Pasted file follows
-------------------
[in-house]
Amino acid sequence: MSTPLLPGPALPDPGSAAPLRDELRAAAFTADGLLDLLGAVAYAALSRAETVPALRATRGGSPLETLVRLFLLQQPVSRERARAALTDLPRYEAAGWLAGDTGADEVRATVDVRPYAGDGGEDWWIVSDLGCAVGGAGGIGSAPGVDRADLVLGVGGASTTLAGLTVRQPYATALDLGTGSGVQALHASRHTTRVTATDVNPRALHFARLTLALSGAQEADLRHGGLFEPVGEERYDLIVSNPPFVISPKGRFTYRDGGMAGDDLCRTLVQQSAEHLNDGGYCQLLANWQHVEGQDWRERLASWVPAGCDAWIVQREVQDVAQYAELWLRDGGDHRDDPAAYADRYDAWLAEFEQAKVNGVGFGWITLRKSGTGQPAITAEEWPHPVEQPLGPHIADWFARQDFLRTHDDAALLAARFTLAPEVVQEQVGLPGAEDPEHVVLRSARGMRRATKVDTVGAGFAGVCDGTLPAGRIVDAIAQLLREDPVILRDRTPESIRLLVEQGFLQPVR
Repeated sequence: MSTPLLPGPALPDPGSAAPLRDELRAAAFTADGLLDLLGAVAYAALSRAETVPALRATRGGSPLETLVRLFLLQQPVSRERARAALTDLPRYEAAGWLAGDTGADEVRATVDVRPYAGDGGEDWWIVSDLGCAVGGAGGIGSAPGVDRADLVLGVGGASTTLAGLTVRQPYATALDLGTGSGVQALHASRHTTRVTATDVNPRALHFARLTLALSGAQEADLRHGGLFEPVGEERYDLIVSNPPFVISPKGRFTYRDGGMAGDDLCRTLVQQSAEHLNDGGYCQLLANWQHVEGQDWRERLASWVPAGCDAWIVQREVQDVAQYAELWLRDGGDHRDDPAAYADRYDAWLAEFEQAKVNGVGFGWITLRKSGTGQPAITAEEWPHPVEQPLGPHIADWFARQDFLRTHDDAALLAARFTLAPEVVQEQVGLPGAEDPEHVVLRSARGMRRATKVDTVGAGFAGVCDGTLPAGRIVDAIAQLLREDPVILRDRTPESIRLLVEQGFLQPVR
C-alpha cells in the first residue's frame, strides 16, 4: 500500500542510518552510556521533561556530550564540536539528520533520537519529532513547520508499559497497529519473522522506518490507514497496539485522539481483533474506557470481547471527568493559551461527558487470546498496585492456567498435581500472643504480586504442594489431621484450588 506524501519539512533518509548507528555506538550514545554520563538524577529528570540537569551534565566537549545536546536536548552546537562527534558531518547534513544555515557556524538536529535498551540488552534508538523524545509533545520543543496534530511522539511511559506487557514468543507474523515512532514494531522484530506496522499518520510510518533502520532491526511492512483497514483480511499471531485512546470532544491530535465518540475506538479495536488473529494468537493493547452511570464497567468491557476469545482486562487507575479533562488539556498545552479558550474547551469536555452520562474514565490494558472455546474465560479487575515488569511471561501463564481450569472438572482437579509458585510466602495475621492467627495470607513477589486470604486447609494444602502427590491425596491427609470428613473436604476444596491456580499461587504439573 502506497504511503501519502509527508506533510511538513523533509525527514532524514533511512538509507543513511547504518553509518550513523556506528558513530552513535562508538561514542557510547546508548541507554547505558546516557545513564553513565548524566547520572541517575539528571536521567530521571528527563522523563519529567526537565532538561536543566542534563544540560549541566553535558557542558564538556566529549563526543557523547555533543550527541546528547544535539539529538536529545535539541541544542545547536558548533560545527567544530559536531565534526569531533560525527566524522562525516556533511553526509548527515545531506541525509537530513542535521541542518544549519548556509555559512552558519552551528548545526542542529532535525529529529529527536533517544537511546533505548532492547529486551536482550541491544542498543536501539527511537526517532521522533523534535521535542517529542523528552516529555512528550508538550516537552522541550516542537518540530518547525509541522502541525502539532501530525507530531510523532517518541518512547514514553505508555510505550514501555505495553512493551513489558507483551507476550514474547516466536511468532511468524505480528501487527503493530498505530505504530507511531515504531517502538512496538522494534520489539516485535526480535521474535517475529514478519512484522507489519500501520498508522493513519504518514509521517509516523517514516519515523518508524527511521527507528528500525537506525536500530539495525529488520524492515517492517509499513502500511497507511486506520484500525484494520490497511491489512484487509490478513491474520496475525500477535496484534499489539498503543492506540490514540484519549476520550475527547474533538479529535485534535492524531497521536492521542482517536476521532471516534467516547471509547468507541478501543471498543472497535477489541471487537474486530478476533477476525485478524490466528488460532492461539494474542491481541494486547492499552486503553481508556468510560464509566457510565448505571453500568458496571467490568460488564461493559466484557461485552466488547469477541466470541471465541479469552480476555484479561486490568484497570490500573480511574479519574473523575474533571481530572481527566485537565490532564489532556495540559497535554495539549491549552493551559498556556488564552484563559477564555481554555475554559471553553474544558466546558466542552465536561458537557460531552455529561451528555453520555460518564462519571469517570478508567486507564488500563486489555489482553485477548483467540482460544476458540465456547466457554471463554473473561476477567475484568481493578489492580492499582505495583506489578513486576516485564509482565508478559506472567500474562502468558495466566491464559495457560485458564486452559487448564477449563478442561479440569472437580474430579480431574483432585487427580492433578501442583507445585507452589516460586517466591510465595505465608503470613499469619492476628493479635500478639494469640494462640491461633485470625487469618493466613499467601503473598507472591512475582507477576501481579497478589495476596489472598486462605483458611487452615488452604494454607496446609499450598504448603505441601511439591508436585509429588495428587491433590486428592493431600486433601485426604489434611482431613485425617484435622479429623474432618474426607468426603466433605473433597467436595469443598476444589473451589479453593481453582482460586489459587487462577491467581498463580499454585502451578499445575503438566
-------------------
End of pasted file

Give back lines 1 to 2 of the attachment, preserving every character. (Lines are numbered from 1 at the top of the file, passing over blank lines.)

[in-house]
Amino acid sequence: MSTPLLPGPALPDPGSAAPLRDELRAAAFTADGLLDLLGAVAYAALSRAETVPALRATRGGSPLETLVRLFLLQQPVSRERARAALTDLPRYEAAGWLAGDTGADEVRATVDVRPYAGDGGEDWWIVSDLGCAVGGAGGIGSAPGVDRADLVLGVGGASTTLAGLTVRQPYATALDLGTGSGVQALHASRHTTRVTATDVNPRALHFARLTLALSGAQEADLRHGGLFEPVGEERYDLIVSNPPFVISPKGRFTYRDGGMAGDDLCRTLVQQSAEHLNDGGYCQLLANWQHVEGQDWRERLASWVPAGCDAWIVQREVQDVAQYAELWLRDGGDHRDDPAAYADRYDAWLAEFEQAKVNGVGFGWITLRKSGTGQPAITAEEWPHPVEQPLGPHIADWFARQDFLRTHDDAALLAARFTLAPEVVQEQVGLPGAEDPEHVVLRSARGMRRATKVDTVGAGFAGVCDGTLPAGRIVDAIAQLLREDPVILRDRTPESIRLLVEQGFLQPVR